Men and women from across the world recently completed their Sport Directors course at the the UCI World Cycling Centre (WCC) in Aigle in Switzerland. For the second year running, women were offered scholarships in an attempt made by the UCI to increase the number of qualified female Sports Directors.
Participants completed three and a half or eight days of learning (depending upon experience) to prepare them for the final exam which is a compulsory qualification for anyone wanting to be a Sports Director for a UCI WorldTour team.
Topics covered ranged from team audits, to the sporting control of road races, anti-doping, equipment, leadership and driving in races.
After reports emerged last month that a young British rider was denied food and water by her Director Sportif, it’s good to hear that this training happens and that women are being encouraged to take part.
Among the eight women to receive a scholarship from the UCI WCC was multiple Scottish title holder and Commonwealth Games medalist, Charline Joiner. The ever effervescent Joiner retired from Elite cycling recently, having decided to move on and search for new challenges.
The Scot, who coaches under the company name ‘Dynamique Fitness’, said: “I have been under good Sport Directors and bad ones so I know how important the job is.”
Joiner is busy coaching and working as a personal trainer, but has ambitions to start and direct a women’s team in the future:“My dream is to start a women’s team or help a team grow. I don’t want to jump into anything prematurely but by 2018 I would like to direct a team.”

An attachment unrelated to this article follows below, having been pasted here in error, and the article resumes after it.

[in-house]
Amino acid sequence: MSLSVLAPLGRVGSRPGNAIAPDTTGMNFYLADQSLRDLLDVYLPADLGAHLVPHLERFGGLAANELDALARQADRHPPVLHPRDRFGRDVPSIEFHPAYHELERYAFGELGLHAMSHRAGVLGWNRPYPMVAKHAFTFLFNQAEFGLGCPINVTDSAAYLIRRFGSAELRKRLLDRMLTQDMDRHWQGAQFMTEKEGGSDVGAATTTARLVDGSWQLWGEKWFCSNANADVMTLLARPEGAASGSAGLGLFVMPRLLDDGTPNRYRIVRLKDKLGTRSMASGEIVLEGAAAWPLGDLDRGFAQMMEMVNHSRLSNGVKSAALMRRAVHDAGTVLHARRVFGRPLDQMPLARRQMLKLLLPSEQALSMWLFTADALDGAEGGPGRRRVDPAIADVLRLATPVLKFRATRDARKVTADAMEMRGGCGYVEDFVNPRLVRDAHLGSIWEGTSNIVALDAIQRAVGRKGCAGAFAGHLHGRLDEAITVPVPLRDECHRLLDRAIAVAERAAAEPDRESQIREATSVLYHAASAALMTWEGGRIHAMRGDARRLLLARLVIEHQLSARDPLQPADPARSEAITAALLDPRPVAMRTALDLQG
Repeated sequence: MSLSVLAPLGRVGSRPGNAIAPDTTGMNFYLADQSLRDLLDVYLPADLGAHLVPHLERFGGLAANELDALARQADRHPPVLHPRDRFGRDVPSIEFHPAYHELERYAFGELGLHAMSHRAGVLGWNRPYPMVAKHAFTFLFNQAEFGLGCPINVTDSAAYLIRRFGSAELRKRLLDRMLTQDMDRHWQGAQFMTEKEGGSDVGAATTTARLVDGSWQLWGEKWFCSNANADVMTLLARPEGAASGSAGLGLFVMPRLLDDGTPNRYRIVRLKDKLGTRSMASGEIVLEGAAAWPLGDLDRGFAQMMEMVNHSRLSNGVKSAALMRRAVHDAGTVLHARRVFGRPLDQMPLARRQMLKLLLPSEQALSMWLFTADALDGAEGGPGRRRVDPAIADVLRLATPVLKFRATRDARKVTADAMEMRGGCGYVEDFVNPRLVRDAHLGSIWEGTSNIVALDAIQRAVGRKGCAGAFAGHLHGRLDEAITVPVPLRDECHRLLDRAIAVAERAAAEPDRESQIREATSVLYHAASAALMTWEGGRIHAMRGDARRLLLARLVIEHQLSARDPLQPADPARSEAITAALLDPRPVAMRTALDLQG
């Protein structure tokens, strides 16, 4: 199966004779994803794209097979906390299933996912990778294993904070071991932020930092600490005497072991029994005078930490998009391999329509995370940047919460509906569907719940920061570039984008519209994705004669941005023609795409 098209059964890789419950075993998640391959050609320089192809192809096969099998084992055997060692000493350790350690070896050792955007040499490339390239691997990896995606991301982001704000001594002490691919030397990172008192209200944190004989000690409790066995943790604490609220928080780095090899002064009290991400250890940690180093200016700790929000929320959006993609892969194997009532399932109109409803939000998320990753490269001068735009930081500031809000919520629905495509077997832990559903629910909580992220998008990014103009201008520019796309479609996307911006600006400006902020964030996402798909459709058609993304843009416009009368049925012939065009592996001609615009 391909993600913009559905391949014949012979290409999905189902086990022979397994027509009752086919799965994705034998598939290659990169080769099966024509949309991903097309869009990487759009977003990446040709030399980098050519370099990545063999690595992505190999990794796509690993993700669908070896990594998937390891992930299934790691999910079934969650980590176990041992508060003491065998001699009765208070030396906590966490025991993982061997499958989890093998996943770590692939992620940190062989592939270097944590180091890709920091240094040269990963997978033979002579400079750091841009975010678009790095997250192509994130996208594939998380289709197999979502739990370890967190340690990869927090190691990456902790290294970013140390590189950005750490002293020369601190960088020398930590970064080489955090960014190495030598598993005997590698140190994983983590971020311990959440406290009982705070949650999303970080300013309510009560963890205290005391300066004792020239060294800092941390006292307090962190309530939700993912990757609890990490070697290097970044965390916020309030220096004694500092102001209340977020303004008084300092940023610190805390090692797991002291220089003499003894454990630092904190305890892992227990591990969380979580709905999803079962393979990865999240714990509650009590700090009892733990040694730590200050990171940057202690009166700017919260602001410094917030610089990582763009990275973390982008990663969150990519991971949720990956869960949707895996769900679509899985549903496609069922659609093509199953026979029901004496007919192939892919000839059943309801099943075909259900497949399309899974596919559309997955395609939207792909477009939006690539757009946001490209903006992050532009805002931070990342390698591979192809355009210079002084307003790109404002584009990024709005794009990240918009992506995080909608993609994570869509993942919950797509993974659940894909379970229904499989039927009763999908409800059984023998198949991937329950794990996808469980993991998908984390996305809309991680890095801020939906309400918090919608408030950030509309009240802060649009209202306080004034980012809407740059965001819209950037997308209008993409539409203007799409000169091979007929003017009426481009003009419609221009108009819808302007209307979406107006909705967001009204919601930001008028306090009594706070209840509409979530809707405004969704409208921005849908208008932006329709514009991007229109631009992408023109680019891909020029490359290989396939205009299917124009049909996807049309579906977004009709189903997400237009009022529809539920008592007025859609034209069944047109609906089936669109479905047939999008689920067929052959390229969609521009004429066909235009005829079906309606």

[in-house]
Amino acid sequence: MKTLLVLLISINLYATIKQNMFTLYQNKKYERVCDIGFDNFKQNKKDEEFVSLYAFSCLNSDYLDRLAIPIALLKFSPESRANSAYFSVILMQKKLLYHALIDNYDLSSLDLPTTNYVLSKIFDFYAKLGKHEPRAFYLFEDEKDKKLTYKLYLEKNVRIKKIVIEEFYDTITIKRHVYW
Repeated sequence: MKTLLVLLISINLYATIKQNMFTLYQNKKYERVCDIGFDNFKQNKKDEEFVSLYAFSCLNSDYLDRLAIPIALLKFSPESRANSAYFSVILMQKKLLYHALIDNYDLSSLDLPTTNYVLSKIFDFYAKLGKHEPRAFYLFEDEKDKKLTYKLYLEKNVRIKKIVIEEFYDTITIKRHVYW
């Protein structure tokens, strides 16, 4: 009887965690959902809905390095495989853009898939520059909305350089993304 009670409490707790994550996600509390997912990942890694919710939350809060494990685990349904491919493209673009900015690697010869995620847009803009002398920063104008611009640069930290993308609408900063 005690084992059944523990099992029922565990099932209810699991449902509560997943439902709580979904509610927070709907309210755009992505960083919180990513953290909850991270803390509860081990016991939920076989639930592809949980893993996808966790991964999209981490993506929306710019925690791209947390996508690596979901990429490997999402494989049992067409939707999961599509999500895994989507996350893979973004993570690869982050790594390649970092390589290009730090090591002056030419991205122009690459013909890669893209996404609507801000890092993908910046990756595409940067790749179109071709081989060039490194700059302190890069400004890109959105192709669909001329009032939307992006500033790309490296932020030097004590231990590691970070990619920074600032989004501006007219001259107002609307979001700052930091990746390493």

Talking about the training course, she said: “This course has been amazing. We have learned so much, even things that as riders we didn’t know. It’s a lot of information and I don’t think I have ever been so tired, even riding a stage race! But it is all so important. It’s a question of making people more aware of the rules and regulations. We are the new generation of Sport Directors who will be able to say, ‘well no, actually you cannot do that’.”
The course isn’t only for ex-athletes, one of the other women taking part was Ana Vivas, of Colombia. Vivas doesn’t have a cycling background but works at the Federación Colombiana de Ciclismo and is the federation’s contact for the UCI.
She commented: “In Colombia the cyclists are getting better and better, so we should get better too. I work with the future, and I work with people’s dreams so I need to be the best possible person I can.”
She added: “I am not a sports person but more of a book person. I know the regulations very well but I have a lot to learn from other people on this course who have so many stories to tell of their racing careers. It is amazing when you think about it. We have all come here (to the UCI World Cycling Centre) from the world over because of cycling. You could say that cycling is the new future of humanity!”